The blood-thinning drug Warfarin tops the list of drug side-effects in Sweden. Patient sensitivity to Warfarin varies, which can lead to over-dosage and in certain cases to death. A study led by Mia Wadelius at Uppsala University in Sweden, together with researchers in Cambridge, indicates that two genes may be the explanation. The findings are being published in the latest issue of The Pharmacogenomics Journal.
Warfarin is used to prevent blood clots, but a side-effect can be severe, even fatal, bleeding. In Sweden since the 1960s more fatal side-effects have been reported from Warfarin than for any other drug. Of the 118 deaths reported in connection with drug treatment in Sweden last year, nearly half involved bleeding from Warfarin.
There is still no good alternative to Warfarin in cases of blood clots or heart or valve diseases. Every year 70,000 patients in Sweden are treated with Warfarin. All patients receive the same dose the first few days, then the dosage is determined by a test of the capacity of the blood to coagulate. The differences are great in how much Warfarin patients need to attain an effect. One patient can require 20 times the dose needed by another patient.
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In a recent publication in the renowned journal Optica, scientists of Leibniz-Institute of Photonic Technology (Leibniz IPHT) in Jena showed that they can accurately control the optical properties of liquid-core fiber lasers and therefore their spectral band width by temperature and pressure tuning.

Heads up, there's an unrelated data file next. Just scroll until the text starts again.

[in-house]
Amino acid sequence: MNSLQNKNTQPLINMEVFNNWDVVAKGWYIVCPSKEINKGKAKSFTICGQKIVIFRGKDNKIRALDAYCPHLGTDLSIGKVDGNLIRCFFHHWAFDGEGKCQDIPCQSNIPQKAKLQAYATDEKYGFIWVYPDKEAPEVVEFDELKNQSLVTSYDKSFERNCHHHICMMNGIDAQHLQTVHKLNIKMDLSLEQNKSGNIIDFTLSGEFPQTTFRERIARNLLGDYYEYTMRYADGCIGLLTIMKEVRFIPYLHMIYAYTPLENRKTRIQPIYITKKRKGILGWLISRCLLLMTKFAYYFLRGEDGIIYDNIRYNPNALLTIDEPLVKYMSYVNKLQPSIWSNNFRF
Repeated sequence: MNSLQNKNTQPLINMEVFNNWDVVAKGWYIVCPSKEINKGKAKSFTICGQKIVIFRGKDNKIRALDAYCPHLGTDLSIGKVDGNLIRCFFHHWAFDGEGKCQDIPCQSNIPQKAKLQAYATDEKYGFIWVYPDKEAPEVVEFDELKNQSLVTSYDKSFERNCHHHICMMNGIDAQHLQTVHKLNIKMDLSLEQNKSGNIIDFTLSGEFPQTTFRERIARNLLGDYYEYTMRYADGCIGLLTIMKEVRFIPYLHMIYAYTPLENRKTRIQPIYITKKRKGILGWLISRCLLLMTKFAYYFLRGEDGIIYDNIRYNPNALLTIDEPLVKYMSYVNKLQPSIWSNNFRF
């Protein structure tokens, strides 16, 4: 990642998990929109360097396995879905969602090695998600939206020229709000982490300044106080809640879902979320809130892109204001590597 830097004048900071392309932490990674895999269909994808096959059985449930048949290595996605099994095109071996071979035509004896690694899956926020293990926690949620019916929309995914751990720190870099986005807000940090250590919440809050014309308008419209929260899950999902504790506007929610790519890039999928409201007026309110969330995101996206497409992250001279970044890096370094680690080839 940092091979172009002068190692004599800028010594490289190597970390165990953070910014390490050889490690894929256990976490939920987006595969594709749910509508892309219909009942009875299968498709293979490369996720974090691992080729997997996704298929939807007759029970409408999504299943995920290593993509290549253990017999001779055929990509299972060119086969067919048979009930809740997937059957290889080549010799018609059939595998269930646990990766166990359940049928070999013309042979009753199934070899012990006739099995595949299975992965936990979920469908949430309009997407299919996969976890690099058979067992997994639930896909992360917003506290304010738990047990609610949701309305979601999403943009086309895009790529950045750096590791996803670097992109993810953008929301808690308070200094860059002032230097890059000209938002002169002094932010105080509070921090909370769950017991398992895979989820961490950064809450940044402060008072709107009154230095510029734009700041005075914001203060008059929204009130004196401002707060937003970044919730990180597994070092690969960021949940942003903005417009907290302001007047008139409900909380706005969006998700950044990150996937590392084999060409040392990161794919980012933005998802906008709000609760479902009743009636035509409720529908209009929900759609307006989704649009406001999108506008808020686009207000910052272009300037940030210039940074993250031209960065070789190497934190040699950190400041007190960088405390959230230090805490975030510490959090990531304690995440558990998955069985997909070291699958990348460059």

Already last year, the researchers provided experimental proof of a new dynamic of hybrid solitons– temporally and spectrally stationary light waves resulting...
Scientists from the University of Freiburg and the University of Basel identified a master regulator for bone regeneration. Prasad Shastri, Professor of...
Moving into its fourth decade, AchemAsia is setting out for new horizons: The International Expo and Innovation Forum for Sustainable Chemical Production will take place from 21-23 May 2019 in Shanghai, China. With an updated event profile, the eleventh edition focusses on topics that are especially relevant for the Chinese process industry, putting a strong emphasis on sustainability and innovation.
Founded in 1989 as a spin-off of ACHEMA to cater to the needs of China’s then developing industry, AchemAsia has since grown into a platform where the latest...
The BMBF-funded OWICELLS project was successfully completed with a final presentation at the BMW plant in Munich. The presentation demonstrated a Li-Fi communication with a mobile robot, while the robot carried out usual production processes (welding, moving and testing parts) in a 5x5m² production cell. The robust, optical wireless transmission is based on spatial diversity; in other words, data is sent and received simultaneously by several LEDs and several photodiodes. The system can transmit data at more than 100 Mbit/s and five milliseconds latency.
Modern production technologies in the automobile industry must become more flexible in order to fulfil individual customer requirements.
An international team of scientists has discovered a new way to transfer image information through multimodal fibers with almost no distortion - even if the fiber is bent. The results of the study, to which scientist from the Leibniz-Institute of Photonic Technology Jena (Leibniz IPHT) contributed, were published on 6thJune in the highly-cited journal Physical Review Letters.
Endoscopes allow doctors to see into a patient’s body like through a keyhole. Typically, the images are transmitted via a bundle of several hundreds of optical...
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